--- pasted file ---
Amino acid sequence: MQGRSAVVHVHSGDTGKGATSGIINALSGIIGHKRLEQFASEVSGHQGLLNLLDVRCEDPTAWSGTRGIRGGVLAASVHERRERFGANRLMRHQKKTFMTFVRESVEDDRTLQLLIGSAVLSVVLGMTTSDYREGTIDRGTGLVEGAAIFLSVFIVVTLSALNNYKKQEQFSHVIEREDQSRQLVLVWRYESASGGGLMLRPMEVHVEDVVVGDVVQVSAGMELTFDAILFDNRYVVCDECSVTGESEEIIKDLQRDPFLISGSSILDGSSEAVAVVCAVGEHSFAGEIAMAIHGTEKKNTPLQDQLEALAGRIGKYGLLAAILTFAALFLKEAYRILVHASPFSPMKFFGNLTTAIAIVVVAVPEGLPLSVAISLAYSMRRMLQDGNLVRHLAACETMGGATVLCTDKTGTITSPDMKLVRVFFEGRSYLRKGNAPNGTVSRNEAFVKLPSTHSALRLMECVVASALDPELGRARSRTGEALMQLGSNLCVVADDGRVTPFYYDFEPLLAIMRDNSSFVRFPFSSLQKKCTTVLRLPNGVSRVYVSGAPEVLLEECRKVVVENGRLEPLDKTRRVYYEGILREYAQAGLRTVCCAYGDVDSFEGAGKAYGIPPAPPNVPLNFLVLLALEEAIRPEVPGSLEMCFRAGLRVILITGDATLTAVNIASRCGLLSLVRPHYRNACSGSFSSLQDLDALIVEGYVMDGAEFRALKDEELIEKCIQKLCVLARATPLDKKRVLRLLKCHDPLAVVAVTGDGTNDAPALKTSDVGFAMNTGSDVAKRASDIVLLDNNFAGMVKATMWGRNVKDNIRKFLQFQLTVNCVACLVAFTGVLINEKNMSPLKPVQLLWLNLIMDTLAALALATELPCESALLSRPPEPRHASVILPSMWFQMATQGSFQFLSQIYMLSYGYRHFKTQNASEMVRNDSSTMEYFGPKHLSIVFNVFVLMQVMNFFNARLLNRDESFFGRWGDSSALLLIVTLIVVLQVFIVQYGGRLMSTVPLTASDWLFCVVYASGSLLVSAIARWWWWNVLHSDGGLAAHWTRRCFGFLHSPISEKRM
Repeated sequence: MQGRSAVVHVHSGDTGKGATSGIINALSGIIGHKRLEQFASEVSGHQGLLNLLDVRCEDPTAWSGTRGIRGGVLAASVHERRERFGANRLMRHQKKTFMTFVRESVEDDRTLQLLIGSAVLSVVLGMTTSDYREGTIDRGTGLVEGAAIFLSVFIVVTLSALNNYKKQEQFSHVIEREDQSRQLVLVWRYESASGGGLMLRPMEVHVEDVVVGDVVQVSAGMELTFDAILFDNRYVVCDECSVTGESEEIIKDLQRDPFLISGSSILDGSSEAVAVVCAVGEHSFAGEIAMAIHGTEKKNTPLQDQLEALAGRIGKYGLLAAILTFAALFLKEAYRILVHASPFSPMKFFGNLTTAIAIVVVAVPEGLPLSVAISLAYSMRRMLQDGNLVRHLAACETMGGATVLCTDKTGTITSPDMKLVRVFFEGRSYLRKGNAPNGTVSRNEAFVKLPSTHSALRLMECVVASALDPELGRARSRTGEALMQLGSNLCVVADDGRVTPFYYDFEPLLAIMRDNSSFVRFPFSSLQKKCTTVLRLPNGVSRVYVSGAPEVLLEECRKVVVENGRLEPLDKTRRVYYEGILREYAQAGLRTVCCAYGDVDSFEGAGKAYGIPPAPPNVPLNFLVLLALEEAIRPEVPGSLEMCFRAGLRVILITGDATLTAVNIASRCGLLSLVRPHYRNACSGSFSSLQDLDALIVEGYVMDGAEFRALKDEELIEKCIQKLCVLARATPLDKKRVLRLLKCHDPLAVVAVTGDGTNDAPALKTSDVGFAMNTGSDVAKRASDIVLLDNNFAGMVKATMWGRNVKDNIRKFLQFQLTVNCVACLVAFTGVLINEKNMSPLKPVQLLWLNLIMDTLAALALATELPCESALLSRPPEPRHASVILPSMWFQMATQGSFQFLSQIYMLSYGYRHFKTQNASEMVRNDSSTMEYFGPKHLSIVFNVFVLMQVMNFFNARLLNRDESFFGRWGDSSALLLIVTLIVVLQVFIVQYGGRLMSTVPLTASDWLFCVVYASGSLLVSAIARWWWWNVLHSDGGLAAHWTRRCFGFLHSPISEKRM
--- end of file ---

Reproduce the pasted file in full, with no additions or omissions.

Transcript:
Amino acid sequence: MQGRSAVVHVHSGDTGKGATSGIINALSGIIGHKRLEQFASEVSGHQGLLNLLDVRCEDPTAWSGTRGIRGGVLAASVHERRERFGANRLMRHQKKTFMTFVRESVEDDRTLQLLIGSAVLSVVLGMTTSDYREGTIDRGTGLVEGAAIFLSVFIVVTLSALNNYKKQEQFSHVIEREDQSRQLVLVWRYESASGGGLMLRPMEVHVEDVVVGDVVQVSAGMELTFDAILFDNRYVVCDECSVTGESEEIIKDLQRDPFLISGSSILDGSSEAVAVVCAVGEHSFAGEIAMAIHGTEKKNTPLQDQLEALAGRIGKYGLLAAILTFAALFLKEAYRILVHASPFSPMKFFGNLTTAIAIVVVAVPEGLPLSVAISLAYSMRRMLQDGNLVRHLAACETMGGATVLCTDKTGTITSPDMKLVRVFFEGRSYLRKGNAPNGTVSRNEAFVKLPSTHSALRLMECVVASALDPELGRARSRTGEALMQLGSNLCVVADDGRVTPFYYDFEPLLAIMRDNSSFVRFPFSSLQKKCTTVLRLPNGVSRVYVSGAPEVLLEECRKVVVENGRLEPLDKTRRVYYEGILREYAQAGLRTVCCAYGDVDSFEGAGKAYGIPPAPPNVPLNFLVLLALEEAIRPEVPGSLEMCFRAGLRVILITGDATLTAVNIASRCGLLSLVRPHYRNACSGSFSSLQDLDALIVEGYVMDGAEFRALKDEELIEKCIQKLCVLARATPLDKKRVLRLLKCHDPLAVVAVTGDGTNDAPALKTSDVGFAMNTGSDVAKRASDIVLLDNNFAGMVKATMWGRNVKDNIRKFLQFQLTVNCVACLVAFTGVLINEKNMSPLKPVQLLWLNLIMDTLAALALATELPCESALLSRPPEPRHASVILPSMWFQMATQGSFQFLSQIYMLSYGYRHFKTQNASEMVRNDSSTMEYFGPKHLSIVFNVFVLMQVMNFFNARLLNRDESFFGRWGDSSALLLIVTLIVVLQVFIVQYGGRLMSTVPLTASDWLFCVVYASGSLLVSAIARWWWWNVLHSDGGLAAHWTRRCFGFLHSPISEKRM
Repeated sequence: MQGRSAVVHVHSGDTGKGATSGIINALSGIIGHKRLEQFASEVSGHQGLLNLLDVRCEDPTAWSGTRGIRGGVLAASVHERRERFGANRLMRHQKKTFMTFVRESVEDDRTLQLLIGSAVLSVVLGMTTSDYREGTIDRGTGLVEGAAIFLSVFIVVTLSALNNYKKQEQFSHVIEREDQSRQLVLVWRYESASGGGLMLRPMEVHVEDVVVGDVVQVSAGMELTFDAILFDNRYVVCDECSVTGESEEIIKDLQRDPFLISGSSILDGSSEAVAVVCAVGEHSFAGEIAMAIHGTEKKNTPLQDQLEALAGRIGKYGLLAAILTFAALFLKEAYRILVHASPFSPMKFFGNLTTAIAIVVVAVPEGLPLSVAISLAYSMRRMLQDGNLVRHLAACETMGGATVLCTDKTGTITSPDMKLVRVFFEGRSYLRKGNAPNGTVSRNEAFVKLPSTHSALRLMECVVASALDPELGRARSRTGEALMQLGSNLCVVADDGRVTPFYYDFEPLLAIMRDNSSFVRFPFSSLQKKCTTVLRLPNGVSRVYVSGAPEVLLEECRKVVVENGRLEPLDKTRRVYYEGILREYAQAGLRTVCCAYGDVDSFEGAGKAYGIPPAPPNVPLNFLVLLALEEAIRPEVPGSLEMCFRAGLRVILITGDATLTAVNIASRCGLLSLVRPHYRNACSGSFSSLQDLDALIVEGYVMDGAEFRALKDEELIEKCIQKLCVLARATPLDKKRVLRLLKCHDPLAVVAVTGDGTNDAPALKTSDVGFAMNTGSDVAKRASDIVLLDNNFAGMVKATMWGRNVKDNIRKFLQFQLTVNCVACLVAFTGVLINEKNMSPLKPVQLLWLNLIMDTLAALALATELPCESALLSRPPEPRHASVILPSMWFQMATQGSFQFLSQIYMLSYGYRHFKTQNASEMVRNDSSTMEYFGPKHLSIVFNVFVLMQVMNFFNARLLNRDESFFGRWGDSSALLLIVTLIVVLQVFIVQYGGRLMSTVPLTASDWLFCVVYASGSLLVSAIARWWWWNVLHSDGGLAAHWTRRCFGFLHSPISEKRM